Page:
What do you do when the price of an essential commodity has risen so high that it fuels inflation, devastates family budgets and threatens the economy?  Obviously, you raise taxes on it, causing its price to go up even more!

At least, that’s what you do if the commodity is energy and you’re a politician.

Fortunately, Texas’ senators, Kay Bailey Hutchison and John Cornyn, didn’t go along with the pack, and helped defeat new tax proposals in the energy bill.  Unfortunately the U.S. House fell for this counter-productive strategy.

When the Senate was asked to vote on $32 billion in new taxes for U.S. energy producers – with the revenue intended to support alternative fuel development, among other things – a majority of them saw the fallacy of this strategy.  It simply doesn’t make sense to over-tax proven fuels so as to prop up still-emerging alternative energy technologies that are less efficient and more costly.

Fossil fuels are going to be a major part of our energy supply – and economy – for a long time; that’s just a given.  No matter how much money the government spends trying to introduce alternative fuels before they are technologically and economically ready, it’s going to be decades before they effectively diminish our need for traditional fuels.

The decision we need to make is whether we want to meet as much of that need as possible with domestically produced energy, or do we import more and more fuel from foreign countries.

I think it’s obvious that most Americans would want to use domestic energy reserves over foreign imports.  Unfortunately, higher taxes on U.S. energy firms would make that even more difficult.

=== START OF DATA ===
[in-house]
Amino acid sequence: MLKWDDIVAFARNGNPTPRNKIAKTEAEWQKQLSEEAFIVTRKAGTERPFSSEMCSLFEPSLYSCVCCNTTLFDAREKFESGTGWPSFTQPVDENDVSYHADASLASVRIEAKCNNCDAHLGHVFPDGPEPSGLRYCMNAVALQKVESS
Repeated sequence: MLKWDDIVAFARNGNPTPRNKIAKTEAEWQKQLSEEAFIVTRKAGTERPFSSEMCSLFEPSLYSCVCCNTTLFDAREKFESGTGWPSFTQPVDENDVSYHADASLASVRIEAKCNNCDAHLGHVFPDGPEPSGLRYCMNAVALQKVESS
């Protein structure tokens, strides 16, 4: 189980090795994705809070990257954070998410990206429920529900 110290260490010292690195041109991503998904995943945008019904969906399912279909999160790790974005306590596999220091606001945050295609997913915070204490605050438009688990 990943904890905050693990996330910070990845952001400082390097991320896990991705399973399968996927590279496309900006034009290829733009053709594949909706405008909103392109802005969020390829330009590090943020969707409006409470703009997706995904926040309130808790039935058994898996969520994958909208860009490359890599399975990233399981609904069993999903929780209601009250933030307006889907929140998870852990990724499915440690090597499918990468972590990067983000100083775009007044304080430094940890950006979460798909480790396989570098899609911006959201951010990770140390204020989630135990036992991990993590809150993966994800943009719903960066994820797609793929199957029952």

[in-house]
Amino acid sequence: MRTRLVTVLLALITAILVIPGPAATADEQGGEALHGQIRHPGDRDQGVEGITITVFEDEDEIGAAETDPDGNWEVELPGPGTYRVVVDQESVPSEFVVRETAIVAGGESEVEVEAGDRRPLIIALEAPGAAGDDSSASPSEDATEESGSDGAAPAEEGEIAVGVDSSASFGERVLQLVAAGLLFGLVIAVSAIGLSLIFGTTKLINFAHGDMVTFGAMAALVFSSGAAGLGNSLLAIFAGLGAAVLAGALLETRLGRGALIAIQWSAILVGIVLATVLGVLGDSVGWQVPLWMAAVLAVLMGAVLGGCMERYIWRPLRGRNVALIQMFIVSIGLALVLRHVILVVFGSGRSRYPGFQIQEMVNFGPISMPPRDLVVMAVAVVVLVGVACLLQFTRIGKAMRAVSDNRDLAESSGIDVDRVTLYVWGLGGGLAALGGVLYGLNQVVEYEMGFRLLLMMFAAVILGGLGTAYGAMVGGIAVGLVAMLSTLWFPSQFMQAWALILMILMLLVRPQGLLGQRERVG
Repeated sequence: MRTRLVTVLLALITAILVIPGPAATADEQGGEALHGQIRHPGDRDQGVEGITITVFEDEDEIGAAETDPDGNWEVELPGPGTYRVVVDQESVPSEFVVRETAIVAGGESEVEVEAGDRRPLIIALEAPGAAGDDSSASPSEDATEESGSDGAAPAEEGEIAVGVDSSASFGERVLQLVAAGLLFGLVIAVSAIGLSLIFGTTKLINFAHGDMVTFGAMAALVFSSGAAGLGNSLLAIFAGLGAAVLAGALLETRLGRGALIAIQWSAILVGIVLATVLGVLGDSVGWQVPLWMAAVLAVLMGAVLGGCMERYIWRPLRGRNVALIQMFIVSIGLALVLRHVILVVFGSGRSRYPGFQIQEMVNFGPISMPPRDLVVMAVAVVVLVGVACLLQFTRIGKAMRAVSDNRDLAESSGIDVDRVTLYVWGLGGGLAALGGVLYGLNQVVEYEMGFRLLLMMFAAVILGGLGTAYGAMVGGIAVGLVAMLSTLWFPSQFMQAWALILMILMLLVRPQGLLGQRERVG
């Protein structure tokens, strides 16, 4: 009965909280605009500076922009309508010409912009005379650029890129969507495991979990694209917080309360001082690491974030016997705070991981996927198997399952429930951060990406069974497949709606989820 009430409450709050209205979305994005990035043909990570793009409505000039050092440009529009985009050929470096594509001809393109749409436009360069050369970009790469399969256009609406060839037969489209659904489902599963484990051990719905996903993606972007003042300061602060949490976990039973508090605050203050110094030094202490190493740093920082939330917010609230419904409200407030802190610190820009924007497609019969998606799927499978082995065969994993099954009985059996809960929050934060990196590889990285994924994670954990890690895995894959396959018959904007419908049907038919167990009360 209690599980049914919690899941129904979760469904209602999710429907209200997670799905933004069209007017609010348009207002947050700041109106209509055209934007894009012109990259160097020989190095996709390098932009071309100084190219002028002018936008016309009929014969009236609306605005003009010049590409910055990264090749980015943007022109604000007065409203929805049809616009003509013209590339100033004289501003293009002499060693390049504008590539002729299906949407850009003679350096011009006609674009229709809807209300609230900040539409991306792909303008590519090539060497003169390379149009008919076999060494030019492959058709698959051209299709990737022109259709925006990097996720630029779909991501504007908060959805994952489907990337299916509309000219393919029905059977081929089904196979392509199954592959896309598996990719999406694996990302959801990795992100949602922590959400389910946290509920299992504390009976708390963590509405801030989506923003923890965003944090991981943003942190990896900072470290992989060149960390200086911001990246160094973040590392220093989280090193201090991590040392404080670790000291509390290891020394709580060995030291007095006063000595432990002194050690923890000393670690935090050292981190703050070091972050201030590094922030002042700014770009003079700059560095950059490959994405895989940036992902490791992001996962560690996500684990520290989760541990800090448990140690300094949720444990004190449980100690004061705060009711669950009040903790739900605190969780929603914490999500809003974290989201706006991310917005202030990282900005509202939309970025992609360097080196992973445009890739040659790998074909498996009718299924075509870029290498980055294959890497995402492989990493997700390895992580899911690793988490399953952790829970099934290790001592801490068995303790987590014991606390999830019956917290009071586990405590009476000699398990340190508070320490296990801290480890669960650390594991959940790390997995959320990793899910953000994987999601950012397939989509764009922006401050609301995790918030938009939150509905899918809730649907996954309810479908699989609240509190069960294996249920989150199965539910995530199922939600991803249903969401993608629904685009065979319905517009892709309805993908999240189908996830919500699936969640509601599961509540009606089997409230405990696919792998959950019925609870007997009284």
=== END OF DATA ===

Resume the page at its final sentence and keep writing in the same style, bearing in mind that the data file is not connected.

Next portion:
Taxes deplete capital that could be reinvested in exploration, infrastructure improvements and production upgrades.  They take away the legitimate gains of countless Americans who put part of their savings in energy stocks through their retirement plans and mutual funds.  The more government takes away, the more these key backers will withdraw from energy investments.

At a time when we should be doing everything possible to shore up domestic energy production, some Washington lawmakers seem to be on a mission to cut it off at the knees.  By arbitrarily selecting which energy sources consumers can choose from, Congress is assuring us of smaller energy reserves, higher retail prices and a sluggish economy.

The House has inexplicably approved new taxes on U.S. energy producers in their bill.  The battle now lies in conference committee, where the final version we all must live with will be decided.Â

For sake of Texas’ future – and the future of our nation’s economy – I hope Senator Cornyn and Senator Hutchison continue to lead the fight against this ridiculous plan.

Michael Quinn Sullivan

Michael Quinn Sullivan is the publisher of Texas Scorecard. He is a native Texan, a graduate of Texas A&M, and an Eagle Scout. Previously, he has worked as a newspaper reporter, magazine contributor, Capitol Hill staffer, and think tank vice president. Michael and his wife have three adult children, a son-in-law, and a dog. Michael is the author of two books, including "Reflections on Life and Liberty."